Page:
Gare de Bruxelle Central was crowded as it always be. People come and go as it never meets an end. It was me, holding a train ticket from Brussels to Antwerpen. A short trip that I spontaneously decided once I finished my final thesis presentation. It was 8 in the evening, right next to me there was another passenger whom I was mistaken recognizing as Chinese.
He is Tibetan, instead.
“I moved from Tibet, then lived in India. I worked there for almost 10 years, and then I get a scholarship from Indian government for a study program in Information System in France. Although it was quite difficult to learn France and to adjust with the new culture and environment, apparently my luck didn’t stop there. I get a recommendation to continue my study in Belgium, and therefore here I am” he said.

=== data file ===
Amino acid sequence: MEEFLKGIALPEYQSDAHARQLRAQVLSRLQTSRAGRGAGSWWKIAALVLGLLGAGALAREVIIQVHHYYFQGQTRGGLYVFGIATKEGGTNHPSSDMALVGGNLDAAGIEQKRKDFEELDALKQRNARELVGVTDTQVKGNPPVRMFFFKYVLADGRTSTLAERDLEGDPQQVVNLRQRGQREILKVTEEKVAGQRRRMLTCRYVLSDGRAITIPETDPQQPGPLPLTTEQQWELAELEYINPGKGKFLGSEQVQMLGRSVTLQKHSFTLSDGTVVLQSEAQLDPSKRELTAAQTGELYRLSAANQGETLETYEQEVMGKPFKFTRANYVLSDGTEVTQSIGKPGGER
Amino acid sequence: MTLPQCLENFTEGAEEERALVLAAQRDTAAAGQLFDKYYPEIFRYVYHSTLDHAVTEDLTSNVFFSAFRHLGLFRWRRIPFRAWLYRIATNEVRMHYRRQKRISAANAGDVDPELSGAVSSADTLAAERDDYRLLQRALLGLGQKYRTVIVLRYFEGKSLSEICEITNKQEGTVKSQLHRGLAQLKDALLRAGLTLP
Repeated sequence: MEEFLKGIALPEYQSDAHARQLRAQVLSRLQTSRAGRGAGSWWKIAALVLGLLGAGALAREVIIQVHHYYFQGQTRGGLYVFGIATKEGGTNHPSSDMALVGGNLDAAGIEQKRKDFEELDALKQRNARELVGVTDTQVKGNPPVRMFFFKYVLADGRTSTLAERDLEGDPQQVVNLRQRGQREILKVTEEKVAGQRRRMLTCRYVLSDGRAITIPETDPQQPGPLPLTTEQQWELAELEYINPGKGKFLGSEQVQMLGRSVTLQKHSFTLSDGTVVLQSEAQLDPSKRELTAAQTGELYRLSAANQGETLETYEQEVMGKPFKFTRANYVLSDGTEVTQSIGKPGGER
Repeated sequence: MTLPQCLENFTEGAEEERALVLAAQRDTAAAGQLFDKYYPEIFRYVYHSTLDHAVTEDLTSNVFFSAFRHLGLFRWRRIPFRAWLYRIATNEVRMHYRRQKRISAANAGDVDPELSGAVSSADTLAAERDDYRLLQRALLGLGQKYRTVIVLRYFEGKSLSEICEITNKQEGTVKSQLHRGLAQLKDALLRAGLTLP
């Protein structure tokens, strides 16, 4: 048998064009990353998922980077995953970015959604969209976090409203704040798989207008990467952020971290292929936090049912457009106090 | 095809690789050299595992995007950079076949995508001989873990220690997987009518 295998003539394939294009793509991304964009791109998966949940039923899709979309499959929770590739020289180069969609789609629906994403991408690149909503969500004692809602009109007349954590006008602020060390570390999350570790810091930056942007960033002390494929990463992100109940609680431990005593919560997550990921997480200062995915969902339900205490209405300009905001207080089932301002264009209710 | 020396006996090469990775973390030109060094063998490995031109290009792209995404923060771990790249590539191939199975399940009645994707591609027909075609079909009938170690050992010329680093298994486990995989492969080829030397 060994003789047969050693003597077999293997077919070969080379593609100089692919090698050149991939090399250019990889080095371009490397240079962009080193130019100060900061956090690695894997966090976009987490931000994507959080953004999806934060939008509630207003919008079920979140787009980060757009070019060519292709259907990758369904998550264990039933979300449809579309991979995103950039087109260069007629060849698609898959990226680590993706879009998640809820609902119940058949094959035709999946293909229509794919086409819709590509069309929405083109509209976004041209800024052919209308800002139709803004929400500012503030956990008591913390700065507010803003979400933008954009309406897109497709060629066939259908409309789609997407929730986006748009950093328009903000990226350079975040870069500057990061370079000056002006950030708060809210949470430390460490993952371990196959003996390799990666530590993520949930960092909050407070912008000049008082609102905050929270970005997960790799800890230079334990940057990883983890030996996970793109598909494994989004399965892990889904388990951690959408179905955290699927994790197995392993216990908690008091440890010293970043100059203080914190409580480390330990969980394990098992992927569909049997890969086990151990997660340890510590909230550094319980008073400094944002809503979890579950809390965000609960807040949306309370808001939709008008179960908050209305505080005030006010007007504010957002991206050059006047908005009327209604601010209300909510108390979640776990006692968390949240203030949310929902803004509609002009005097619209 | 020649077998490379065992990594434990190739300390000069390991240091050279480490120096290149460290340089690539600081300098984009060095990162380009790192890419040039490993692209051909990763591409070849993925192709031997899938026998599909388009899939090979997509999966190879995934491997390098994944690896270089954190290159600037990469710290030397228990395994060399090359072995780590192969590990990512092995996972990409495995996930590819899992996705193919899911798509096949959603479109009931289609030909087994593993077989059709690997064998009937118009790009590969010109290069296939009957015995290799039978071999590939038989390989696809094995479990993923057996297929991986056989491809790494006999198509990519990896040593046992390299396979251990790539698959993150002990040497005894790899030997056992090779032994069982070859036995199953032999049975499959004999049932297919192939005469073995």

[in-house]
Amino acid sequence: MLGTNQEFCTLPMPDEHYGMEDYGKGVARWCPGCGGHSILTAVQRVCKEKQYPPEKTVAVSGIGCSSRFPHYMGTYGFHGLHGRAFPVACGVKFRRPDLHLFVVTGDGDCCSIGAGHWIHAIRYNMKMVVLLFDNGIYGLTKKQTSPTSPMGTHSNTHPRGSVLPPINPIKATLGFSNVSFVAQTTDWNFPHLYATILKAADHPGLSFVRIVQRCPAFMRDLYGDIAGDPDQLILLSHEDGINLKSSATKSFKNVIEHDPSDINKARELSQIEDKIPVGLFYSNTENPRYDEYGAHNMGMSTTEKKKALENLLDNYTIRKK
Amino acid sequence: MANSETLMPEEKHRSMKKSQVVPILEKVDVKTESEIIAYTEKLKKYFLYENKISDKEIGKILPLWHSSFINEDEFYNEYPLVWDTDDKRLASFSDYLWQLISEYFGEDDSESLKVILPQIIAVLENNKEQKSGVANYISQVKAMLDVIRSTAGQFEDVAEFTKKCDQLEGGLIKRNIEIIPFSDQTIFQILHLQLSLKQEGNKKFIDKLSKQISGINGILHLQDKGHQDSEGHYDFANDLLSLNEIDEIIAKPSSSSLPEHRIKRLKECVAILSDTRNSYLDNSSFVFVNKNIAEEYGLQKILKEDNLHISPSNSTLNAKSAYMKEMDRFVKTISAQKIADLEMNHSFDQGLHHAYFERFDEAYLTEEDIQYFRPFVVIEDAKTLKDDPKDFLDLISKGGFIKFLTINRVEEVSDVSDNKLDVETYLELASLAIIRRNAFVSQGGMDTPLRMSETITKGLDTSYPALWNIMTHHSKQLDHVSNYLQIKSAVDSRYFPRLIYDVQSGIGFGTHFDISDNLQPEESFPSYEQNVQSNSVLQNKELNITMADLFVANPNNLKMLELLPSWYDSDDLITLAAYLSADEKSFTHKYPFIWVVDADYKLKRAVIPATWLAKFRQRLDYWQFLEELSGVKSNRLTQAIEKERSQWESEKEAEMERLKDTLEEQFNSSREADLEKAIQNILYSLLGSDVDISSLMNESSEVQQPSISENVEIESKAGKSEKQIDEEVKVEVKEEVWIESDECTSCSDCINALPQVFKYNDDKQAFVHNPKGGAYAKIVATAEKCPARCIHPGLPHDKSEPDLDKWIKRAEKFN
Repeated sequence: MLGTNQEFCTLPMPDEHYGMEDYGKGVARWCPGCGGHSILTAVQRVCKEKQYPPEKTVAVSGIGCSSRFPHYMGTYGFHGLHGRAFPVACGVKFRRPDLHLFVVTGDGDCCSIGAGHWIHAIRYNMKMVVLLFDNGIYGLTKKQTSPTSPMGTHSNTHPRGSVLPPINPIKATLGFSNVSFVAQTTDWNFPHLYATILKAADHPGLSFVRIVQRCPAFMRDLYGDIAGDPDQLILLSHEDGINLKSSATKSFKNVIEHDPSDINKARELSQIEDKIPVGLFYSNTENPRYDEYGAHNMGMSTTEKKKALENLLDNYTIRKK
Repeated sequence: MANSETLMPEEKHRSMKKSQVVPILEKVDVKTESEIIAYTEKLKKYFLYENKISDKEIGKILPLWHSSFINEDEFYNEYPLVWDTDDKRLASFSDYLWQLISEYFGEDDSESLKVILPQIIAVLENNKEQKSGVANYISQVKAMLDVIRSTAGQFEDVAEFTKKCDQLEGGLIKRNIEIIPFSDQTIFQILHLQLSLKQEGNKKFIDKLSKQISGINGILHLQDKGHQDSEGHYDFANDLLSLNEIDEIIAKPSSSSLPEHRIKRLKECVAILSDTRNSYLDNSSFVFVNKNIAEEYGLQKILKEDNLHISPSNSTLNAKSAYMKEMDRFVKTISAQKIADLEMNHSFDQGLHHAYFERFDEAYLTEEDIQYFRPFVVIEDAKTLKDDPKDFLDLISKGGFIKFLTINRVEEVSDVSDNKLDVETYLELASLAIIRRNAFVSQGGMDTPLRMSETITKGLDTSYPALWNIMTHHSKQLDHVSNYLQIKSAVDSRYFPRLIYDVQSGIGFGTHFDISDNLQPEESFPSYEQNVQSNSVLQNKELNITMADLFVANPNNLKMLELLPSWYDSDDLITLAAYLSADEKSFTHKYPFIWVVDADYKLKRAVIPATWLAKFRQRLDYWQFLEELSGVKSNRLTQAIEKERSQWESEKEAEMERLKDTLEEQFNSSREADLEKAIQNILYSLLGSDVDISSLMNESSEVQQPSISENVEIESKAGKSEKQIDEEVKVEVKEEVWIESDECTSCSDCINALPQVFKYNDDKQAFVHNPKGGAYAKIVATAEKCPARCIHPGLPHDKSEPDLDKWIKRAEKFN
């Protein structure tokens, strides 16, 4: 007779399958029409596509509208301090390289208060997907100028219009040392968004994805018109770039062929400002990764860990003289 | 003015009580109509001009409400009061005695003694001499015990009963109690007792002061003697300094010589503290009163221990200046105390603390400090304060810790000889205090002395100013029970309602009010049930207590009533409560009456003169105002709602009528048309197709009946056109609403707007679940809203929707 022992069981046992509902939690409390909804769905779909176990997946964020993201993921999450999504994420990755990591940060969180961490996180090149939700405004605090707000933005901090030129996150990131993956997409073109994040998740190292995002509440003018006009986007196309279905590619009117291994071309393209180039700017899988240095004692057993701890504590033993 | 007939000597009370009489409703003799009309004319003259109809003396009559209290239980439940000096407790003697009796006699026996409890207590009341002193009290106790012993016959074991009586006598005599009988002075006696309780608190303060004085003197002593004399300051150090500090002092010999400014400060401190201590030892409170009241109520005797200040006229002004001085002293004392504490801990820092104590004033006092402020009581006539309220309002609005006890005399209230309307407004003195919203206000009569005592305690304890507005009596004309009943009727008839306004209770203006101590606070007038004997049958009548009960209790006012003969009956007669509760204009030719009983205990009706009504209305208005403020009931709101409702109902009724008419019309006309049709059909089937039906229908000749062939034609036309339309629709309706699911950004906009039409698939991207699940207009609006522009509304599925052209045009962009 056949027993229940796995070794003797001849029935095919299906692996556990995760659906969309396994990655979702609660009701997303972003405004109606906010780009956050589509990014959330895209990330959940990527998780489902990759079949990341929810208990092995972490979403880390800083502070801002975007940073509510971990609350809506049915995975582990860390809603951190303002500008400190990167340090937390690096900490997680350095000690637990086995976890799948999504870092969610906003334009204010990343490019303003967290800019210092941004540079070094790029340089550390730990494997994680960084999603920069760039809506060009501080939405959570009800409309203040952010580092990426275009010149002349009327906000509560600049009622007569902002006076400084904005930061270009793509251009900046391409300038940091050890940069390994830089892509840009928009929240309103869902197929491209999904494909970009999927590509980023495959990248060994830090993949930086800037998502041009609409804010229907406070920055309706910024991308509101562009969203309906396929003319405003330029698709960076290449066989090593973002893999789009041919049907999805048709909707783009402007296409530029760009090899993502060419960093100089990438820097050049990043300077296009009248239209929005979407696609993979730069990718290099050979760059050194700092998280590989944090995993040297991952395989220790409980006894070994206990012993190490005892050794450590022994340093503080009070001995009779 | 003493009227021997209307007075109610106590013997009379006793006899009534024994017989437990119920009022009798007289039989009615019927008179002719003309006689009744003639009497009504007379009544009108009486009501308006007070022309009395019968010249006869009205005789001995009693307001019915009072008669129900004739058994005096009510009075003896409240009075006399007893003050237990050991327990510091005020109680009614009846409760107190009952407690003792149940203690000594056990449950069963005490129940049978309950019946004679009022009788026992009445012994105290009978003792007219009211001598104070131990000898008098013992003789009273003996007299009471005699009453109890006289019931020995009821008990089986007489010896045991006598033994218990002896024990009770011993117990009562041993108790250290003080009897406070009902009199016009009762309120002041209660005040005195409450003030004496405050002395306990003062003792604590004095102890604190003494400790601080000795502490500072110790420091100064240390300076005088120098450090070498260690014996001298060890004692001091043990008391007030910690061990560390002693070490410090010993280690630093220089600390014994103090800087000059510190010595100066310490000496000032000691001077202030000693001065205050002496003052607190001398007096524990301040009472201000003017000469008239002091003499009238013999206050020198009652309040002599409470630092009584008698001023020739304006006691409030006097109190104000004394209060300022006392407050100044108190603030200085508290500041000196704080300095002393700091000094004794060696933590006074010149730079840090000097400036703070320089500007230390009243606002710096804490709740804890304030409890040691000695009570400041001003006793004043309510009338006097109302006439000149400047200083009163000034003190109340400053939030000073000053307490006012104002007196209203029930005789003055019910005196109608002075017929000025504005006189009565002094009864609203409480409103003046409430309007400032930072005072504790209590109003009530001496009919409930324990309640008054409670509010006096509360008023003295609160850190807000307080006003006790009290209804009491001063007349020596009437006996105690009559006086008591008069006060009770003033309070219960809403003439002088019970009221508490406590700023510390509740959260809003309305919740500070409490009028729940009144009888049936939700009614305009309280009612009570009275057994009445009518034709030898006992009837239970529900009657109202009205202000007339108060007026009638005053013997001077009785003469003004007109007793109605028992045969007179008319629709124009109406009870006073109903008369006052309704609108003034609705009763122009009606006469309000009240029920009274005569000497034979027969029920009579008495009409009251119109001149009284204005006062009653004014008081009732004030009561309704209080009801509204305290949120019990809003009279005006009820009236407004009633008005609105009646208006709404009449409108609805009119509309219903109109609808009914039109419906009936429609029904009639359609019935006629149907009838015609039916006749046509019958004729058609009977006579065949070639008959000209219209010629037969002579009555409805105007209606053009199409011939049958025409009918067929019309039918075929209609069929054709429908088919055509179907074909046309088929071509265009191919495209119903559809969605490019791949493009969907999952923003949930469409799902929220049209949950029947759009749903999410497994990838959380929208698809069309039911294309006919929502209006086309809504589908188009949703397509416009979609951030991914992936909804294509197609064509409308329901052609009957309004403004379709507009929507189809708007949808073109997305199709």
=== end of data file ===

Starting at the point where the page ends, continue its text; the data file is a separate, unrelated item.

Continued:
“Sometimes, it is hard to imagine that due to some political issues here and there, most of Tibetans unexpectedly move to India for a better job or education. In my case, it made me leave my mom and my brother of which along with its consequence that I cannot visit them frequently” he continued.
I surely admired his spirit to make a better living. The spirit of change. To keep the heads up high when a hope seems far away. To continue walking in a patience when the road gets tough. To pursue a dream when the reward might come little bit longer.
However, life always happens in a way that we could not think of.
After a long period of wondering, he finally met another Tibetan.
His first Tibetan friend in Europe.
His main reason why he had a trip to Antwerpen.
As the destination reached, we said goodbye at the Antwerpen central station. I was heading to the right, and he was then walking to the left side. It was really a pleasant time to meet him as well as to know an interesting story of Tibet. Martin Buber might be true when he says “all journeys have secret destinations of which traveler is unaware”.
However, we forgot to mention our name and I totally forgot to ask as well.
I hope that he could be one of the readers, thus I could say an apologize for my ignorance.